acting isn?t a proper job ? a twinkle: ?I know this
isn?t real!? If anything, it adds to his performance,
like a little secret, inviting you to come on this
journey with him.
I didn?t want to be an impoverished artist so
didn?t seriously consider acting as a career. I fancied being some globe-trotting ?nancier. But once I
decided to be an actor, schooling didn?t matter and
I got into the romance of the journey. I went years
living hand to mouth, working on travelling fairs,
in one of Robert Maxwell?s printing factories, at an
Aquafresh toothpaste factory, delivering tax discs, at
nightclubs ? and I was ?red from Iceland for wearing
blue sunglasses on the till.
I was an hour late for my ?rst ever day?s ?lming ? a cardinal sin. I was only in a couple of scenes
of a ?lm called Closing Numbers in 1993, but I kept
Jane Asher waiting! Time is money on a ?lm set, so
I never did that again. I changed from this whimsical teenager, thinking I was amazing, to someone
prepared to get their hands dirty. I?d reassure my
From the top: Kris Marshall
(far right) in My Family;
with January Jones in Love
Actually; with Josephine
Jobert in Death in Paradise
IN 1989
Gareth Bale, Welsh
footballer, is born /
the Berlin Wall
falls / Tim BernersLee ?rst proposes
a hyperlinked IT
system that will lead
to the world wide
web / Salvador Dal�,
Spanish surrealist
artist, dies
younger self that it is going to be ?ne, but remind him
to apply himself.
When I did my ?rst play in London, I was
working as a hod-carrier. I?d arrive at the theatre,
underneath a pub in Barons Court, covered in brick dust. This was 1997. I had
been struggling for years. It got me seen,
which got me to the National Theatre and
onwards. The roles that mean the most are
these watershed moments. Another early
job I?m proud of was Je t?aime John Wayne,
which was nominated for a short ?lm Bafta. We
all worked together again on My Life In Film for
BBC2, which I also loved.
All actors, unless they are very lucky or
very astute ? and I am neither ? have to compromise. My 16-year-old self might not have
chosen a job on My Family, but it is easy to have
high and mighty ideas when you are at boarding
school, being fed, watered and clothed by your
parents. The character was 19 but I was
27. That job took me in a direction I hadn?t
thought about before. My younger self
would have been impressed with some of
my career, but I would tell him real life
gets in the way and not to beat himself up if he has
to compromise.
I would tell my younger self to be easier on his
body. Don?t drink so much. I was one of those young
drinkers who get into scrapes through drinking. Life
is always easier if you don?t get into scrapes.
For a while, being famous was a lot of fun.
There are bene?ts when you are young and have a
few quid in your pocket. People want to talk to you. It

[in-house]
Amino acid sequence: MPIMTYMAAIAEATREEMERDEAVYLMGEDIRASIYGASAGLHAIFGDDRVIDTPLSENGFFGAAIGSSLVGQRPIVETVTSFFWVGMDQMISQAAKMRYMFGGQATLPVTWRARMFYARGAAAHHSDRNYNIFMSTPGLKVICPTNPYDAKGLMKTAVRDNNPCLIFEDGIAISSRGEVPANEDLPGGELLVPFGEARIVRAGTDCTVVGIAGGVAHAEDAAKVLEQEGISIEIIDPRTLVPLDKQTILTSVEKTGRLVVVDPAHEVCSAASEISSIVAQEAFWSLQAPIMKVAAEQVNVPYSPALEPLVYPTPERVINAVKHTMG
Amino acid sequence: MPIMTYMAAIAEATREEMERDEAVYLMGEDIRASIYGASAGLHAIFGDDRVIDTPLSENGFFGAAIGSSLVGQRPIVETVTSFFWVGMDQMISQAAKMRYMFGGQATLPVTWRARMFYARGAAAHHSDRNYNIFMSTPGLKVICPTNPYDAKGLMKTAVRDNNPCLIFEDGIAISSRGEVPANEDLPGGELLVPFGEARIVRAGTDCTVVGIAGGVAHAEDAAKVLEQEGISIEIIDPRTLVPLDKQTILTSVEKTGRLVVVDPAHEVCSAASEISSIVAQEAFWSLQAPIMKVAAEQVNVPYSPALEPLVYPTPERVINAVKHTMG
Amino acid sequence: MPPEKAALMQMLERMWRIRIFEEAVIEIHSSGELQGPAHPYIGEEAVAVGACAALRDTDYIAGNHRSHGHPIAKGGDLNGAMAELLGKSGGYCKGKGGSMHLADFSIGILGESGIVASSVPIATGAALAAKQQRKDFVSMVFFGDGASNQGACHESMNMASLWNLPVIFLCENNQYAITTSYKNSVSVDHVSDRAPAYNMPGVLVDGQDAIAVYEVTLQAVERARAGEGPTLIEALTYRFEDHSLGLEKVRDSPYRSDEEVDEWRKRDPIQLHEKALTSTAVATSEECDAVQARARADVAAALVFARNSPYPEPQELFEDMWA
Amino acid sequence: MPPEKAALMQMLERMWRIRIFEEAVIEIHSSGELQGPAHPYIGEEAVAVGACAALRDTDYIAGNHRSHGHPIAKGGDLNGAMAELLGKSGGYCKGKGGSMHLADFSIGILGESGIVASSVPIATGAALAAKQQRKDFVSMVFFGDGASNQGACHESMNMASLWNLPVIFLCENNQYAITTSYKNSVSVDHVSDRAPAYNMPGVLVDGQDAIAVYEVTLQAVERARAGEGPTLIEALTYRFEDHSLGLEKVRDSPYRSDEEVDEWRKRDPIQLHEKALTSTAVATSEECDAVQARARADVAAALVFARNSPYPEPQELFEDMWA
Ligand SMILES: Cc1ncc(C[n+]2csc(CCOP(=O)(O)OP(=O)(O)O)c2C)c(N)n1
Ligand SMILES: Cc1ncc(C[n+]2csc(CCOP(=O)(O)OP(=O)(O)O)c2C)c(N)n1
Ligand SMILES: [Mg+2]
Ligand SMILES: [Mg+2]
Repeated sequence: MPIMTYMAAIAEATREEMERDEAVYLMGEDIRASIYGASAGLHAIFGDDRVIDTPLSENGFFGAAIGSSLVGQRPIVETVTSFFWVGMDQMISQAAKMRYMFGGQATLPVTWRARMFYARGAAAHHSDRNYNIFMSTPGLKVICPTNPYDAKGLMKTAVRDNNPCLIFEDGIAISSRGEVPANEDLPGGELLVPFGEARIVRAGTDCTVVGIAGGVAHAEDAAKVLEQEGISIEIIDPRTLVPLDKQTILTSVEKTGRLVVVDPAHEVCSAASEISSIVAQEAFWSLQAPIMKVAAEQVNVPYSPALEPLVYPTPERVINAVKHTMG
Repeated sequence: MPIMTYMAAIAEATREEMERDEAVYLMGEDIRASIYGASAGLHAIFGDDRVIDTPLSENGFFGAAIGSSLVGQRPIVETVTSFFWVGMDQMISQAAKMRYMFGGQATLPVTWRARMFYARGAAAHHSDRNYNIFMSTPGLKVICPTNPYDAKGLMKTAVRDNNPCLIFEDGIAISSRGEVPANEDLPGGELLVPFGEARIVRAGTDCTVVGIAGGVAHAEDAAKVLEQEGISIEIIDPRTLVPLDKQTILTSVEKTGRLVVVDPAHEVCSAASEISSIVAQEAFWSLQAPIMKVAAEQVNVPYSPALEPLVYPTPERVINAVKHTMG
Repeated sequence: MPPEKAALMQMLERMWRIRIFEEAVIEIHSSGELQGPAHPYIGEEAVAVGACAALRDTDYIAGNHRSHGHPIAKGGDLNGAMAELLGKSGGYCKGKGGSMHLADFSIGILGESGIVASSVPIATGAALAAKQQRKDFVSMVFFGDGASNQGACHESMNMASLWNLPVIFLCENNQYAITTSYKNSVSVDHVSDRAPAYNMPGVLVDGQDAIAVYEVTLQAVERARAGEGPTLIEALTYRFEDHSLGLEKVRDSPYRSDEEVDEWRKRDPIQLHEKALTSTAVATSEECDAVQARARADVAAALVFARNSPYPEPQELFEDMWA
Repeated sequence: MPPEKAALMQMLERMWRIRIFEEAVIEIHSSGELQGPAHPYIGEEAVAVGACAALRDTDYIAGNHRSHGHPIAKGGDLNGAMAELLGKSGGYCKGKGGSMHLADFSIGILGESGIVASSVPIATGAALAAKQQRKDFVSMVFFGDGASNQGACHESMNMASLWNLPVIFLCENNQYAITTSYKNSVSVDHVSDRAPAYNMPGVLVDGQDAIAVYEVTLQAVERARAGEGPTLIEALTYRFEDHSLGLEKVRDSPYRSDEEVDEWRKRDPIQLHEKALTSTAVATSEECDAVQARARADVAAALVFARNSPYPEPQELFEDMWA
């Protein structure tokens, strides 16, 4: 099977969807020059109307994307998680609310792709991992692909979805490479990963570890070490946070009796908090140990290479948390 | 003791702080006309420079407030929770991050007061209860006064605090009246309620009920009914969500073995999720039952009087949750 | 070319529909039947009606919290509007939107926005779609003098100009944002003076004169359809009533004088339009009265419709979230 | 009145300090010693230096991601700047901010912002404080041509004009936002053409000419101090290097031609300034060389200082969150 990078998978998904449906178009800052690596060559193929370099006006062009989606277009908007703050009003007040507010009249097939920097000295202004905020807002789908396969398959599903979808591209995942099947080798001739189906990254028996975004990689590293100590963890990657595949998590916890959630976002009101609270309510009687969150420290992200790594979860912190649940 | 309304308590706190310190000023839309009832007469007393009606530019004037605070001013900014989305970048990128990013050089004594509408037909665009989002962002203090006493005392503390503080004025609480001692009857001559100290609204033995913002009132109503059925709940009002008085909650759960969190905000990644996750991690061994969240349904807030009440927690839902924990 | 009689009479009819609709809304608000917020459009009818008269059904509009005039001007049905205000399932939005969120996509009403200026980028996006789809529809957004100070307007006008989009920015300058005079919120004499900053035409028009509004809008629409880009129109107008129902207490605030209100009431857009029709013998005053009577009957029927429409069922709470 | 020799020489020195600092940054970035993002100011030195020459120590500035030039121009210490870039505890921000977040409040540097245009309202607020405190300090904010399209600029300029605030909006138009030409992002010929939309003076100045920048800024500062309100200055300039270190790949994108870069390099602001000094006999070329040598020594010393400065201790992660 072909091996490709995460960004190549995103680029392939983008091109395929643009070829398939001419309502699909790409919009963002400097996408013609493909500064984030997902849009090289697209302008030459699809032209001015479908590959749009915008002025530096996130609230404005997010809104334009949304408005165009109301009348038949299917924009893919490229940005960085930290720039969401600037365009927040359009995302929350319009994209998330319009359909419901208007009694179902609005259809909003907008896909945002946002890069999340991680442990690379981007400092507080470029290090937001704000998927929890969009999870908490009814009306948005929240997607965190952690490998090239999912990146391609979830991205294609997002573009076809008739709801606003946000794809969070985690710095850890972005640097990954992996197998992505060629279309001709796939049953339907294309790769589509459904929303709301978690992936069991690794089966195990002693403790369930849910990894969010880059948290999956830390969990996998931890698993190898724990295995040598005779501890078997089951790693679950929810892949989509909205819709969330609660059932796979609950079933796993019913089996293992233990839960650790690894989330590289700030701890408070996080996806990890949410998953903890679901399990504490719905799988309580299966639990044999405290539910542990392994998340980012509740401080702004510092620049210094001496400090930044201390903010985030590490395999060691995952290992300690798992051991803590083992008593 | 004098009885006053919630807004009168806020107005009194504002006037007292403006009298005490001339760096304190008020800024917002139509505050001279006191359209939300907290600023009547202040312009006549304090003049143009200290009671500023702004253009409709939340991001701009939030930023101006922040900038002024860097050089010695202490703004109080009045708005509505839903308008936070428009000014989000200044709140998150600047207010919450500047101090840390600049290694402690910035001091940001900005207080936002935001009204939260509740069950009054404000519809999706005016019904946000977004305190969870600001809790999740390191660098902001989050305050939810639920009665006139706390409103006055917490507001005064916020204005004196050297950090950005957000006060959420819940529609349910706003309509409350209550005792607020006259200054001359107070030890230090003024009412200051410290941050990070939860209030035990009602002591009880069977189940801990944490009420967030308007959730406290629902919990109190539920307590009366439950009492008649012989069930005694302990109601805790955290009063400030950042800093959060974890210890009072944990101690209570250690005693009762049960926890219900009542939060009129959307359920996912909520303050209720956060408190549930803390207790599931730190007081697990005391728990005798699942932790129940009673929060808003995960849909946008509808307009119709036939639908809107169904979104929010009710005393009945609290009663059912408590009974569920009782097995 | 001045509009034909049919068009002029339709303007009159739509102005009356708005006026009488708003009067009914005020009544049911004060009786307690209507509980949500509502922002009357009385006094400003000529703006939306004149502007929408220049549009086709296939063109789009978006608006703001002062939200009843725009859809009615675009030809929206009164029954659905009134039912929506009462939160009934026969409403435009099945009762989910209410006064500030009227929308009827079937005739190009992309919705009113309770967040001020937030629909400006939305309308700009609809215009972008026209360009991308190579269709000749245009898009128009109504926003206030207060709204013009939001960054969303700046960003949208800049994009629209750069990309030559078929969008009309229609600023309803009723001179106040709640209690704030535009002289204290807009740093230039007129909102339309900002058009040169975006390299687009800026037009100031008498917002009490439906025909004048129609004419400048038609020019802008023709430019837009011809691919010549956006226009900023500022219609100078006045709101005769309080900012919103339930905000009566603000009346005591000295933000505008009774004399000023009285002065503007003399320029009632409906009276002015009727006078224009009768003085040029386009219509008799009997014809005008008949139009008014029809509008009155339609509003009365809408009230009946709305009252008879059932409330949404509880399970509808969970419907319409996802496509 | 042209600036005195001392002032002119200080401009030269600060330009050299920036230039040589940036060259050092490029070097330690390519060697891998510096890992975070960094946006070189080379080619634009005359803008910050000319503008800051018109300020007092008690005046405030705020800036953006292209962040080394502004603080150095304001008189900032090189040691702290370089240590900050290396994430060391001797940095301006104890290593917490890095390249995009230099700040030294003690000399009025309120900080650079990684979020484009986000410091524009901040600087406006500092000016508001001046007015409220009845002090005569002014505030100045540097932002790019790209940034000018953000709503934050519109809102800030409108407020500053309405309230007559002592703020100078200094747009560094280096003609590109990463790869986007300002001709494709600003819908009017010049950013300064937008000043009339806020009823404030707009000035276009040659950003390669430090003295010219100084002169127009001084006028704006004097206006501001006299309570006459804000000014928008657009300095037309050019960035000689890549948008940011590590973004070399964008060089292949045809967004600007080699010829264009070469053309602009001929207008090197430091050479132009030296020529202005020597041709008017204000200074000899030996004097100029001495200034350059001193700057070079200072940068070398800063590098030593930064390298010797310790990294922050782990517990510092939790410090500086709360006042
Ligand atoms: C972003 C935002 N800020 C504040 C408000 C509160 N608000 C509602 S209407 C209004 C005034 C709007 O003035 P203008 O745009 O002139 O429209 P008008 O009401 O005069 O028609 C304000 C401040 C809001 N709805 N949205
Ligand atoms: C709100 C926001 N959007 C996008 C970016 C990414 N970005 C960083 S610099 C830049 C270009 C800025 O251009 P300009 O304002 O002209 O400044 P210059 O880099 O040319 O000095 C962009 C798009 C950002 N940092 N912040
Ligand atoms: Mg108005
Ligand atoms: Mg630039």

became a bit of a bind when My Family took off and
Love Actually happened, which I am very grateful
for ? in no way do I look that gift horse in the mouth.
But you can?t leave your face at home. That is another thing I would tell my younger self. Like a lot of
teenagers now, all I wanted when I was 16 was to be
famous. But the reality is that you never get a day off.
You can?t ask someone where the beans are in the
supermarket without them going: ?Oh, I know you!?
You always get the double take.
My parents taught me not to waste my
emotions over-worrying about my own kids.
You are always stressed as a parent. You need to
manage your resources. It is easy in the modern age,
with the overload of information, to micro-manage
how much sugar is in their diet or how much TV
they watch, because there is instant advice online
about everything. Kids are good at mediating themselves ? though maybe not with sweets ? but they get
bored, which is their bodies? way of telling them what
is enough.
I am nearly 44 now and still learning how to
get through tough times. But if you are still kicking,
you are still ?ghting. No matter how bad things seem,
wake up the next day and get back on the horse.
Kris Marshall stars in the new series of Death in Paradise,
9pm Thursdays, BBC1
Interview: Adrian Lobb @adey70
THE BIG ISSUE / p14 / January 9-15 2017
?My parents taught me not
to waste my emotions overworrying about my own kids?
THE BIG ISSUE / p15 / January 9-15 2017
hese were some of
the bestselling
Christmas. But
they are not standard toys and
gadgets; instead they?re designed
for people living with dementia.
Unforgettable, an online shop
that specialises in these items,
saw their sales increase fourfold
in December 2016 compared to
the year before ? a re?ection of
the increase in dementia sufferers in the UK, and in advances
in understanding the best treatments. Unforgettable was
founded by James Ashwell, who
started caring for his mother
after she developed early onset
dementia in her late 50s. He
created dementia-friendly items
for her, which led to him setting
up his own business. From
simpli?ed electronics to jigsaws,
board games and music players,
the products keep users active
and stimulated, improving their
quality of life. In the UK, 850,000
people suffer from dementia,
with the number expected to rise
to over a million by 2025 and
double that again by 2051.
Restless hands and repetitive behaviour
re?ect damage to particular parts of
the brain and can be distressing for
the sufferer. This is designed to keep
hands busy, making it a great sensory
ISSUE / p16 / JJanuary 9-15 2017
In early-to-mid-stage dementia, lapses in memory
and episodes of confusion may begin to affect
the way a person communicates with family and
friends. Feeling frustrated, helpless and unsure, they